In what is set to be the most expensive gubernatorial race in history, some candidates for Illinois governor are already suffering due to the high expenditures of their much wealthier opponents.
The race narrowed last month when Chicago’s 47th Ward Alderman Ameya Pawar announced the end of his bid, citing insufficient funding to mount a competitive campaign. In a statement released on his website, Pawar explained that he could not continue to run his campaign without taking on more personal debt or firing staffers.
“Just know that while we didn’t have the most money, we have the volunteers (3,200), the signatures (10,000), and the right message,” Pawar wrote, “I’m sorry for the people who have stood with me that I don’t have the extraordinary wealth or extraordinarily wealthy connections to make up the difference.”
Pawar’s departure is a major indication of candidates with deeper pockets pushing out less wealthy candidates. Billionaire Hyatt heir J.B. Pritzker and multi-millionaire Gov. Bruce Rauner have so far donated tens of millions of dollars to their own campaigns, far exceeding publicly funded candidates. In July, Pritzker alone spent an average of over $100,000 per day, namely on advertisements and campaign mailers.
“[Pawar] prides himself on being an average American,” said SESP sophomore Isabel Dobel, who formerly worked as a planning and advance assistant for the Pawar campaign. “He’s middle class so he takes that privilege into account, but he’ll be honest. He’ll go up there and say ‘I have more student loan debt than I do assets in general.’”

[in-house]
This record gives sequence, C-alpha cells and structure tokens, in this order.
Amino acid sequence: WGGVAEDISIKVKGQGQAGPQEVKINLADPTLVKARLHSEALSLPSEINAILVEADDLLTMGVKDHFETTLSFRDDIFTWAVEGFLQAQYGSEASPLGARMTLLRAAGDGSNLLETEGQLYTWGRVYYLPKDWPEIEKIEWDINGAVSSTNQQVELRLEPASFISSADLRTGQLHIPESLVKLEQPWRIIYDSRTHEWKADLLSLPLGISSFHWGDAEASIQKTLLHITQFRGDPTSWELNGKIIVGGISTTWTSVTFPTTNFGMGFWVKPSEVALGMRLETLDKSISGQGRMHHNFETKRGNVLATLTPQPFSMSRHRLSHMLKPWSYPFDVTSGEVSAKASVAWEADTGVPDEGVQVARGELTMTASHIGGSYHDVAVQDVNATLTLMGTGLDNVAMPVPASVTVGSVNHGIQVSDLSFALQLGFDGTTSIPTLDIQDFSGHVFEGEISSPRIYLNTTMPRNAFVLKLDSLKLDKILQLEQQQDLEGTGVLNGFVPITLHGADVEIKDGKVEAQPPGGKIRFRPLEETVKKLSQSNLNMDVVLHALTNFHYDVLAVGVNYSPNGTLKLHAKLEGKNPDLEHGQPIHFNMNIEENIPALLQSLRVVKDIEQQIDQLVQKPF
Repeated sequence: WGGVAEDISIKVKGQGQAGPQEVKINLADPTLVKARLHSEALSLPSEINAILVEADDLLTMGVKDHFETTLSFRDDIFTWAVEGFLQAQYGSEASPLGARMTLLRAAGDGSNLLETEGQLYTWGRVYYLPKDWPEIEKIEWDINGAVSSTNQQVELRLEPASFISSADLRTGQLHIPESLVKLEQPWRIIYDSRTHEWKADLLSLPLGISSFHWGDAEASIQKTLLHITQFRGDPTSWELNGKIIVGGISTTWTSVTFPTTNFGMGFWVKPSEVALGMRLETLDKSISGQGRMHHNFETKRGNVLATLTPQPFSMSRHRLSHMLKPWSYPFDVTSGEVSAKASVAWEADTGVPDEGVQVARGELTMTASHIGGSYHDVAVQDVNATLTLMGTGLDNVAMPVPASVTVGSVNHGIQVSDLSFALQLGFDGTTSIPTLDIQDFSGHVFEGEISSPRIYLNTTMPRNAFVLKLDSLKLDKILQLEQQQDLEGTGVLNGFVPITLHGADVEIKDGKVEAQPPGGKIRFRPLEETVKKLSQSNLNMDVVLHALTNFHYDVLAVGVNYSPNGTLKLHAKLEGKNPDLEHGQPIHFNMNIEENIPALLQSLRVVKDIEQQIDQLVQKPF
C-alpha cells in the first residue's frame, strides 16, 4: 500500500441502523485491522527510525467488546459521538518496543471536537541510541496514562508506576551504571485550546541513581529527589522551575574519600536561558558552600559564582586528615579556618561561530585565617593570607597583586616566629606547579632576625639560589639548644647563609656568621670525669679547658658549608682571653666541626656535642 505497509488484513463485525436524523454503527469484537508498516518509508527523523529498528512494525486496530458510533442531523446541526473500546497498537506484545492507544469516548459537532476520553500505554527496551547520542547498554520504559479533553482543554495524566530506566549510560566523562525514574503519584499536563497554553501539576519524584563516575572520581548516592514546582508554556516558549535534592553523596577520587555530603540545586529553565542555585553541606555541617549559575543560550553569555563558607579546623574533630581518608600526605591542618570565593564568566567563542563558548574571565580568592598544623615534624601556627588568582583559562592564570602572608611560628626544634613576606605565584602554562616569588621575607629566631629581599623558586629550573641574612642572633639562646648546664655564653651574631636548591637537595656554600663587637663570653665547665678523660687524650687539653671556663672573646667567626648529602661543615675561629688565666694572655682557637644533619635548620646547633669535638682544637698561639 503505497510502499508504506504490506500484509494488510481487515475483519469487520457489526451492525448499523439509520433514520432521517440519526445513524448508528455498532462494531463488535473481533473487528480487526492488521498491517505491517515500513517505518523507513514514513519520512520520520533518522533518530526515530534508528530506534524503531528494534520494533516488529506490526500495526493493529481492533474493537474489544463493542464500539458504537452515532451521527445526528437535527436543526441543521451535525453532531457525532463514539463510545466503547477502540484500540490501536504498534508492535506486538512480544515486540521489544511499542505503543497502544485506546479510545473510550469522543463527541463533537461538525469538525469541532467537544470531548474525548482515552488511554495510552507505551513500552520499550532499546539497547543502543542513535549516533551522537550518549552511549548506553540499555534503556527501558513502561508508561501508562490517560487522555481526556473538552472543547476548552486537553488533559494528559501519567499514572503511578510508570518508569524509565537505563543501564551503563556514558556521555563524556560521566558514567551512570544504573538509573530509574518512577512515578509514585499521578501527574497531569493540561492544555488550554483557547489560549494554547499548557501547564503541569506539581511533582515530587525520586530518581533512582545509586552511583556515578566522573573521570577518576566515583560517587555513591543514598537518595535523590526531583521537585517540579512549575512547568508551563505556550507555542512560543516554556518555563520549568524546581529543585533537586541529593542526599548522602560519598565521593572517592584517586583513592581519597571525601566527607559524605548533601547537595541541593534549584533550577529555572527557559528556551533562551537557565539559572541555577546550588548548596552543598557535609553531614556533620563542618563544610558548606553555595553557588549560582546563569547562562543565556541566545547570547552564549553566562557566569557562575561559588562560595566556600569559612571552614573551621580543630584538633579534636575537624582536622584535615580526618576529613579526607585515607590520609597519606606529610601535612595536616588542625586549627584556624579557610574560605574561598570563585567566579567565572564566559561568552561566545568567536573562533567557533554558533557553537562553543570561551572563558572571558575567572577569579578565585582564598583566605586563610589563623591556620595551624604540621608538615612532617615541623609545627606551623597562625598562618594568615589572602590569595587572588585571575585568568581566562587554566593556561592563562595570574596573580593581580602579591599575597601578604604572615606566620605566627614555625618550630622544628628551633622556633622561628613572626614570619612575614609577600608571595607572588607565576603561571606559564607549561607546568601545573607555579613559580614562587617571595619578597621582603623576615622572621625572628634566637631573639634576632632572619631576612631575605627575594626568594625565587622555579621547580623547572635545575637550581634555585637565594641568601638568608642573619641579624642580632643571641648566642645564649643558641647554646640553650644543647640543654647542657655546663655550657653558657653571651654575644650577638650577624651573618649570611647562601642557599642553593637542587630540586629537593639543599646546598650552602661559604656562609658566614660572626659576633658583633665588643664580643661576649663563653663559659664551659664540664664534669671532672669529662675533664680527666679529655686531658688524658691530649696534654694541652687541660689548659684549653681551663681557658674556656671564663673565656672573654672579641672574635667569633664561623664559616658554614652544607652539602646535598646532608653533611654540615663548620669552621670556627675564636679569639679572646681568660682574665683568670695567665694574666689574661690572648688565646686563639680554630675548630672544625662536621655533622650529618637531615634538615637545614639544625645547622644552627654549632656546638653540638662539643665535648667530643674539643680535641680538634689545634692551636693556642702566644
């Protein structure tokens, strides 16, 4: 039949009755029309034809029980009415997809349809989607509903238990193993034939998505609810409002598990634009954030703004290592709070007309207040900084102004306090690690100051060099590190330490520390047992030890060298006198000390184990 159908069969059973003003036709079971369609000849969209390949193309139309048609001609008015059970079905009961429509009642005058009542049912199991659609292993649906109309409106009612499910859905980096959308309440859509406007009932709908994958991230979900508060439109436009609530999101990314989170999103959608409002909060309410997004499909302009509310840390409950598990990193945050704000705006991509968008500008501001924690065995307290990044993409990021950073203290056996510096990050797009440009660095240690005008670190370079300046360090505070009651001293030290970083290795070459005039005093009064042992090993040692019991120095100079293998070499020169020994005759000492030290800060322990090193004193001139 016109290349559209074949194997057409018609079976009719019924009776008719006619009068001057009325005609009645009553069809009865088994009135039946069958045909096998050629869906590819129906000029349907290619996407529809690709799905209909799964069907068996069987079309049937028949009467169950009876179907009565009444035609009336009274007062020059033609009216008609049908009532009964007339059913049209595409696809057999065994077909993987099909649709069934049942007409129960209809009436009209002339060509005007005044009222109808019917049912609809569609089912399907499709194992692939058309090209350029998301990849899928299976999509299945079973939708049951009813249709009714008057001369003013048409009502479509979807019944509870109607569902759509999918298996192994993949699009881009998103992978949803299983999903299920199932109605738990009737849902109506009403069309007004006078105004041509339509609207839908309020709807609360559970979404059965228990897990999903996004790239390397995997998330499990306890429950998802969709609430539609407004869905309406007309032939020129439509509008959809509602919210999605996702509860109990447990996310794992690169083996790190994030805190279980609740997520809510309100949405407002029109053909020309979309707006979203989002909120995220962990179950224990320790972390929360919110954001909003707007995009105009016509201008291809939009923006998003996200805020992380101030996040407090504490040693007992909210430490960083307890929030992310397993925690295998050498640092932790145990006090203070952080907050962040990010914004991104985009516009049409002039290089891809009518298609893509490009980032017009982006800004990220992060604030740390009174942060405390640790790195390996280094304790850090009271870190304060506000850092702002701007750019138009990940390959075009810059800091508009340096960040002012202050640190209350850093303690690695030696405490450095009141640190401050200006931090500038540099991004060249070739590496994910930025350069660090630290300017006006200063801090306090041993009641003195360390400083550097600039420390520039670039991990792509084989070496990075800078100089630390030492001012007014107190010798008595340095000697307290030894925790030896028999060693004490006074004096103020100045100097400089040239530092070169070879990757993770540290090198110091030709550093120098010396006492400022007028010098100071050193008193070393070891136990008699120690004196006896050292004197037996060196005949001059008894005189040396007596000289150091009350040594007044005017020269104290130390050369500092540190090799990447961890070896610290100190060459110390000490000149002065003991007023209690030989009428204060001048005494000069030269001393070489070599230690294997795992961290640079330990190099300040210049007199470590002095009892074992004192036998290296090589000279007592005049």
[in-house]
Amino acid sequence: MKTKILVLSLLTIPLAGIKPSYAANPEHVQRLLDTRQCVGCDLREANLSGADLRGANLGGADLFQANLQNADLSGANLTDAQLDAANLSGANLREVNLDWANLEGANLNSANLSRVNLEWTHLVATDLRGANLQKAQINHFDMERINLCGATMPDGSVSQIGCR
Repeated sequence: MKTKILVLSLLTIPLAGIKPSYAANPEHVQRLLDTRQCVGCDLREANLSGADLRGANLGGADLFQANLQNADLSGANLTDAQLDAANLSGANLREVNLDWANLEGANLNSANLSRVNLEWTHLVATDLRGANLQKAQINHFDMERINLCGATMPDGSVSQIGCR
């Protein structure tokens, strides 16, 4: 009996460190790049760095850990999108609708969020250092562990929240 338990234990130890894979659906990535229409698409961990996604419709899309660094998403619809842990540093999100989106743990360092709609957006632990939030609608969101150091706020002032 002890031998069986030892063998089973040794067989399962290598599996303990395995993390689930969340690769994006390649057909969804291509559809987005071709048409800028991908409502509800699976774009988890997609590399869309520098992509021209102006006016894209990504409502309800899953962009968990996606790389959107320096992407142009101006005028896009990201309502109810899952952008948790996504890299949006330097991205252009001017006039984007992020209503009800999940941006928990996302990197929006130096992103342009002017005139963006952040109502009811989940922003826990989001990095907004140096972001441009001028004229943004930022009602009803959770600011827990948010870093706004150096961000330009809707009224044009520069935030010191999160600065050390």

Pawar raised $828,000 from 2,526 donors and attracted support from voters across Illinois thanks, in part, to a 10-day bus tour in which he spoke of unifying citizens of Southern Illinois and Chicago. As an early entrant in the race, Pawar’s stances on major issues such as criminal justice reform and education encouraged other candidates to hold more progressive standpoints.
State Sen. Daniel Biss, who lives in Evanston, holds similarly progressive positions on issues to Pawar. As the only other competitive non-millionaire, Biss has worked to distinguish himself from the more pro-establishment candidates.
“Truly, between Daniel and Ameya, there was so little daylight on issues, what they stood for and their vision for Illinois,” said Lars Benson, a Weinberg junior and communications fellow for the Biss campaign. “It was really discouraging for those of us working on the campaign to see [Pawar’s] campaign, which was really well-run and generating a lot of grassroots enthusiasm be shuttered because of the extraordinary amount of money that’s already being poured into the race.”
Biss is now focused on increasing name recognition and advancing the progressive agenda that Pawar’s campaign helped to establish.
Pawar has not yet made a statement on whether he will endorse other candidates. In the meantime, Dobel and others who supported Pawar are working to elevate progressive candidates at all levels across Illinois.
“We’re in this society that only the rich can run, and everyone was determined to prove that wrong and [to show] that volunteer power and time was the most valuable asset that you could have on a campaign,” Dobel said. “Ameya embodied what we saw for the future … he was that piece of hope.”